I leave the curtains, allowing the poor light from a small-town to channel across the backyards and into the room. I open the window onto the sultry night. The heady build of heat through a long dry summer has made rain a stranger, and I long for its return, ache for a refreshing downpour.

The empty drawers in Sam’s room, and the missing clothes from this one, suggests they’ve moved out. I presume the absence of life means they’re with their father.

I’d spent nine years among the vilest of men. Yet I’d never experienced the level of terror in prison that had been generated by the man I’d grown up with. A man worse than any of them. Coming home means facing him. I’ll go in the morning.

You can read a review of SR Wilsher’s novel ‘Mint’ here

Beverley Learns to Type

EXCLUSIVE EXTRACT FROM MINE by Alison Knight

You can read a review of ‘Mine’ by Alison Knight here: https://pajnewman.com/?p=497

In this scene, Jack comes home from work to find his teenage daughter, Beverley, teaching herself to type. She’s an unmarried mother to baby Kerry and is already finding full-time parenting difficult. She decides to look for a job. After all, her mother goes out at work, so why can’t she?

On Friday afternoon, Jack let himself into the house and whistled. The only response was a soft tap-tapping from the kitchen. 

            He walked down the passage and opened the door. Bev was sitting at the kitchen table with Lily’s old typewriter, a book open beside her. She was looking at the book and typing, a frown of concentration on her face.

            “Hallo, love.”

            She jumped a mile.

            “Shit!” she yelped. “Don’t do that!”

            “What? Walk into me own kitchen? What you doing?”

            “Baking a cake, what does it look like?”

            “Then you’re a lousy cook,” he grinned.

            Bev giggled. Jack knew she could never resist her old dad’s jokes.

            “Any danger of a cuppa?”

            She rolled her eyes and got up to put the kettle on.

            “Where’s the baby?”

            “Upstairs in her cot. She finally decided she was tired.”

            He walked round the table and looked at the paper in the machine.

            The quick brown fox jumps over the lazy dog. The quick brown fox jumps over the lazy dog. The quick btrim

            “What’s a b-t-r-i-m?”

            “It’s an old man what sneaks up on you.”

            “Ah, I thought so.” He sat down. “So, you’re learning to type?”

            “Yeah. I’m using Mum’s old book. It’s easy. Or it was till you scared the living daylights out of me.”

            He held up his hands. “Sorry, love. So, how long’s this been going on?”

            She shrugged. “Not long. I got bored, so thought I might as well do something useful.”

            “Something useful, eh? Like doing some housework to help your mum out?”

            She leant against the sink and gave him a look, just like Lily. What was it about his girls and those stroppy looks?

“Something useful for me,” she said. “So I can get a job.”

            He frowned. “There’s plenty of time for that. You’ve got Kerry to think of first.”

            Bev huffed and turned away, spooning tea into the pot, muttering to herself.

‘The Lie She Told’ – Exclusive Extract for PAJNewman

Courtesy of Catherine Yaffe, PAJNewman is delighted to be able to bring you an exclusive extract of The Lie She Told – You can read a review of the novel here

All Kate wanted was a peaceful life.

All Ryan wanted to do was destroy it.

Kate and her son Joe have created a new life for themselves in the Highlands of Scotland and she couldn’t be happier. That is until she picks a stranger up from the side of the road that turns out to be a figure from her past. Will all her secrets be revealed?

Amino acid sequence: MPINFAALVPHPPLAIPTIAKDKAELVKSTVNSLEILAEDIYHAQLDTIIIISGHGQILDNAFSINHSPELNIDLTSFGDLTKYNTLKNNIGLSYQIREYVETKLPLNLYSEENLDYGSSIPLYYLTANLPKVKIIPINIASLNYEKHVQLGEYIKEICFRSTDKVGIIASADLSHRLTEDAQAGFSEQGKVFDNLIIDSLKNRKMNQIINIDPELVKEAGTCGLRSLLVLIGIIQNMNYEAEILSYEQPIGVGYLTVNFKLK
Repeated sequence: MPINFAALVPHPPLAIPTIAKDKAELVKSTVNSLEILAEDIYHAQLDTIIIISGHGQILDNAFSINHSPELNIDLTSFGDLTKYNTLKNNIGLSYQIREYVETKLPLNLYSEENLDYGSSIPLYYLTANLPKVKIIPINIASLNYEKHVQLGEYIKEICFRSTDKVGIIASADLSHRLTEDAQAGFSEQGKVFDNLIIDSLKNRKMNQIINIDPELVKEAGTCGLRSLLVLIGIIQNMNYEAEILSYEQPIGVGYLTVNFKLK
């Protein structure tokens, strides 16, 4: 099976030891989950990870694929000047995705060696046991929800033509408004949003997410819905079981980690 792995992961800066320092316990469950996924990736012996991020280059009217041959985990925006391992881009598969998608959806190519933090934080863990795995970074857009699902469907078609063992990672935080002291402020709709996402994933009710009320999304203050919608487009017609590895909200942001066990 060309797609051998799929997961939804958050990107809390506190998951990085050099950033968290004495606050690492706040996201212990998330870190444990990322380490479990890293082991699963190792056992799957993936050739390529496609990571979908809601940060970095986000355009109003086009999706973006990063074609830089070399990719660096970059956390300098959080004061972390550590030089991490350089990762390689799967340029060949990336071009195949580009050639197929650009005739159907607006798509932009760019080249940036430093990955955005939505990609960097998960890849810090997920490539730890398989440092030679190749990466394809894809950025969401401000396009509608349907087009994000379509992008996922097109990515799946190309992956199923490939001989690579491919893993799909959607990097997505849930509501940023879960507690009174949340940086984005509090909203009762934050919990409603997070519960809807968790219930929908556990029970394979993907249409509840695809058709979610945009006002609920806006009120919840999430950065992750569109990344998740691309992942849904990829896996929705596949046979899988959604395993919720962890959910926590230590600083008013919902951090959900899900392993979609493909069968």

“Ryan?” She asked, risking a glance sideways

“Haha, I wondered when it would dawn on you”

“What the hell..how..” Kate was speechless. She’d last seen Ryan on the final day of the court hearing, hanging around outside on the court steps. As memories slowly clicked into place she went through a series of emotions. Her hands started to shake, heart pounding she moved from recognition to anger in a split second.

She swerved violently and pulled haphazardly onto the side of the road.

“What the actual? What are you doing here?” she removed her seatbelt and despite the lashing rain opened the car door and got out.

“Get out of my car now!” she yelled above the cacophony noise that swirled around the hills of the Highlands.

Ryan leaned over into the driver seat and shouted something, but Kate could only see red as rage, shock and fear took over.  

“I want you out of my car now!” she screamed again, shaking with anger.

Reluctantly Ryan did as she demanded and stepped into the monsoon,

“Kate, come on, don’t be like that”, he headed around the front of the car towards her.

She backed away,

“Oh no you don’t, stay away from me Ryan”

Ryan carried on forward, relentless, “Kate, what’s wrong with you?”

“Stop it Ryan, I don’t have to listen to anyone, anymore. I am not the same naive victim that you knew back then, and I will not listen to your bullshit”

Purchase Links 

UK –https://www.amazon.co.uk/Lie-She-Told-peaceful-destroy-ebook/dp/B08BPJCV77

US – https://www.amazon.com/Lie-She-Told-peaceful-destroy-ebook/dp/B08BPJCV77

Author Bio – 

Catherine Yaffe is a former freelance journalist, magazine editor and digital marketing agency owner. Catherine has previously written non-fiction books on Digital Marketing before following her passion for writing crime novels full time.

The Lie She Told is the first in a series of books that challenge the status quo of relationships and makes the reader question how well you know those around you.

Catherine lives in West Yorkshire with her husband Mark and their 2 cats Jenson & Button (she’s also a F1 fan!)

Social Media Links – 

@catherineyaffe (Twitter)

https://www.facebook.com/CatherineYaffeAuthor

Instagram cat_yaffe_author

www.catherineyaffe.co.uk